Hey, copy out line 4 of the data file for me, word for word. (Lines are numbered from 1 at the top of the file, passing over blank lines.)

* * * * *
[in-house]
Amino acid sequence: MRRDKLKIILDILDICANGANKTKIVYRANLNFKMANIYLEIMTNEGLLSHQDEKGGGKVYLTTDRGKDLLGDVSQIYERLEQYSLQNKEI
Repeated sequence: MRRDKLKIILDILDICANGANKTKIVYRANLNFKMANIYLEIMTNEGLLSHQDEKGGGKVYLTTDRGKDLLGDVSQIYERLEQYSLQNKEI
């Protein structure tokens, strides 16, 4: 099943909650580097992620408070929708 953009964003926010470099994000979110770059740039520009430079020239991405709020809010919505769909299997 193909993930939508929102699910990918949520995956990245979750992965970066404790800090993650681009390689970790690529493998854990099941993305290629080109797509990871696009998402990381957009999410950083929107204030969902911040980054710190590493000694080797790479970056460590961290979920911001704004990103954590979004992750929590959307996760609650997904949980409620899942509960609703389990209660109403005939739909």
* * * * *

């Protein structure tokens, strides 16, 4: 099943909650580097992620408070929708 953009964003926010470099994000979110770059740039520009430079020239991405709020809010919505769909299997 193909993930939508929102699910990918949520995956990245979750992965970066404790800090993650681009390689970790690529493998854990099941993305290629080109797509990871696009998402990381957009999410950083929107204030969902911040980054710190590493000694080797790479970056460590961290979920911001704004990103954590979004992750929590959307996760609650997904949980409620899942509960609703389990209660109403005939739909």